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CMMC 2.0: What Changed And What Are Your Action Items?


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    As cyber attacks become more calculated, complex, and high-stakes, many government agencies in the United States and around the world are closely examining who they do business with. Contracting with the wrong business could lead to major consequences, and in the U.S. Defense Industrial Base, a cyber attack could cost lives. 

    The U.S. Department of Defense released CMMC, a rigorous set of cyber standards for entities contracting with the DoD, in January of 2020. Then, in November 2021, they doubled back and released a more streamlined version of the certification. The change and unclear implementation timeline sparked confusion in many federal and defense spaces. Here, we’ve outlined some common questions, and a short action item list as you set off on your journey to meet CMMC 2.0 compliance.


    What is CMMC?

    CMMC is a set of cyber security standards set forth by the United States Department of Defense to prevent increasingly often and nefarious cyber attacks on businesses within the defense industrial base (DIB). Introduced in 2020, CMMC encapsulated five categories of compliance, each more rigorous than the next, with which companies would have to identify and comply. 

    The goal is for the DOD to set a benchmark for cybersecurity practices, to be sure they can trust their contractors’ security infrastructure wouldn’t be vulnerable to attacks. The DOD also wants to remain in lockstep with the cyber security standards laid out in DFARS, and The National Institute of Standards in Technology’s Cybersecurity Framework, particularly sections NIST 800-171 and NIST 800-172. While the NIST framework is voluntary, CMMC 2.0 is not voluntary for many businesses in the DIB. CMMC even lays out specific requirements from NIST that should be met in order to be CMMC 2.0 compliant. 

    Who Needs CMMC Certification?

    Organizations contracting with the United States Department of Defense (DoD) and/or handling Federal Contact Information (FCI) and Controlled Unclassified Information (CUI) will be required to meet CMMC standards. 

    What Changed About CMMC 2.0?

    CMMC 2.0 is an amended version of the original CMMC standards originally issued in 2020, taking into account critiques and pleas from organizations about cost, effort, and complexity. Here’s a quick rundown: 

    1. Reduced the Compliance Level Model from 5 to 3
      According to the Office of Under Secretary of Defense (OUSD), stages 2 and 4 within the CMMC 1.0 framework were originally intended to be transitional periods, and not measurement levels. To simplify and streamline the process, they changed the levels 1, 2, 3, 4, and 5, down to just 1, 2 and 3. There are no more transitional periods, only benchmarks.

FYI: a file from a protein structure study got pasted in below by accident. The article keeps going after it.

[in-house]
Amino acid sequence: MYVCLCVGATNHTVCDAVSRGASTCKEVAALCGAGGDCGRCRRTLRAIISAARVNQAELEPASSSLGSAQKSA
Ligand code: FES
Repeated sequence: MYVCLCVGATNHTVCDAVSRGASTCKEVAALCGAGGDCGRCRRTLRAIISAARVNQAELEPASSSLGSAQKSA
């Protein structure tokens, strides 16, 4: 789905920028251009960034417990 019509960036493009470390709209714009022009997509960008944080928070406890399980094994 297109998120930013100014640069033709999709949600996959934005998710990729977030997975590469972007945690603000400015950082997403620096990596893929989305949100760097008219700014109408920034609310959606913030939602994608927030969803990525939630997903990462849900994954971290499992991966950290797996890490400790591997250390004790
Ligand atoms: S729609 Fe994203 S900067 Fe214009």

Level 1 is for all organizations contracting with the DOD, and those who handle FCI. Level 2 is for organizations handling CUI, but perhaps not as frequently, or contractors who are building up to level 3 compliance. Level 2 companies must meet 72 outlined security practices. Level 3 is for organizations handling CUI frequently, and should meet 130 security requirements. Level 3 organizations will be assessed by government officials before securing contracts. While there is not a sweeping list of organizations mandated to meet level 3 requirements, the future may hold tighter regulations, and could potentially broaden the scope of level 3.
    2. Permits Self-Assessments at Levels 1 and 2
      Self assessment allows smaller or medium-sized businesses in the DIB to reduce cost by self-assessing, or paying for an affordable third party, to affirm compliance with CMMC 2.0 requirements. Businesses will still be beholden to the standards of CMMC in their third-party or self assessments. 
    3. Increases Standards for Third-Party assessors
      The DOD and OUSD will keep a watchful eye over third-party assessors to ensure they are properly and ethically maintaining compliance within their assessments.
    4. Allows Plans of Actions & Milestones (POA&M)
      The department will allow select entities to share plans of action to eventually reach CMMC 2.0 compliance, to cut down on cost and effort in meeting compliance in a short amount of time.
    5. Allows Waivers
      This requirement allows an exception to the CMMC 2.0 rules for some contractors needed for urgent or mission-critical projects, and would require the approval of senior leadership.
    6. Reduced the Outlined Domains from 17 to 14
      The newest domains, which are segmented into controls, now do not include Asset Management, Recovery, and Audit and Accountability. However certain practices may be folded into other domains.